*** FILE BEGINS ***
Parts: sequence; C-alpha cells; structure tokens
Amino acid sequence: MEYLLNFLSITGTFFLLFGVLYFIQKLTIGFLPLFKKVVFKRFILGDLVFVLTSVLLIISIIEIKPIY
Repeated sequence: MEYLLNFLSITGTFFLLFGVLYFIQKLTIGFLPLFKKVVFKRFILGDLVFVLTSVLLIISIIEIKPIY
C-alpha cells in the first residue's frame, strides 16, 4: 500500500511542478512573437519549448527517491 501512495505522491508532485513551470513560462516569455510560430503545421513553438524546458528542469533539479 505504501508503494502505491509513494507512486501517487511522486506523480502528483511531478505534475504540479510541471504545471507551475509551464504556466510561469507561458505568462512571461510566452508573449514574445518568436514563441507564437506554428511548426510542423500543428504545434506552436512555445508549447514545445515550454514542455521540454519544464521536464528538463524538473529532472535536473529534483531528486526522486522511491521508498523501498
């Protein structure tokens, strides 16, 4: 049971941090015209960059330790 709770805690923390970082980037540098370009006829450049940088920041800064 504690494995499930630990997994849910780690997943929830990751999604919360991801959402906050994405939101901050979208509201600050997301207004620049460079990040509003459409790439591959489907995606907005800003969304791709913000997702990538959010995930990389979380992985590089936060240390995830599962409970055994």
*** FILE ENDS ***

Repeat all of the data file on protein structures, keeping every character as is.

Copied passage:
Parts: sequence; C-alpha cells; structure tokens
Amino acid sequence: MEYLLNFLSITGTFFLLFGVLYFIQKLTIGFLPLFKKVVFKRFILGDLVFVLTSVLLIISIIEIKPIY
Repeated sequence: MEYLLNFLSITGTFFLLFGVLYFIQKLTIGFLPLFKKVVFKRFILGDLVFVLTSVLLIISIIEIKPIY
C-alpha cells in the first residue's frame, strides 16, 4: 500500500511542478512573437519549448527517491 501512495505522491508532485513551470513560462516569455510560430503545421513553438524546458528542469533539479 505504501508503494502505491509513494507512486501517487511522486506523480502528483511531478505534475504540479510541471504545471507551475509551464504556466510561469507561458505568462512571461510566452508573449514574445518568436514563441507564437506554428511548426510542423500543428504545434506552436512555445508549447514545445515550454514542455521540454519544464521536464528538463524538473529532472535536473529534483531528486526522486522511491521508498523501498
């Protein structure tokens, strides 16, 4: 049971941090015209960059330790 709770805690923390970082980037540098370009006829450049940088920041800064 504690494995499930630990997994849910780690997943929830990751999604919360991801959402906050994405939101901050979208509201600050997301207004620049460079990040509003459409790439591959489907995606907005800003969304791709913000997702990538959010995930990389979380992985590089936060240390995830599962409970055994």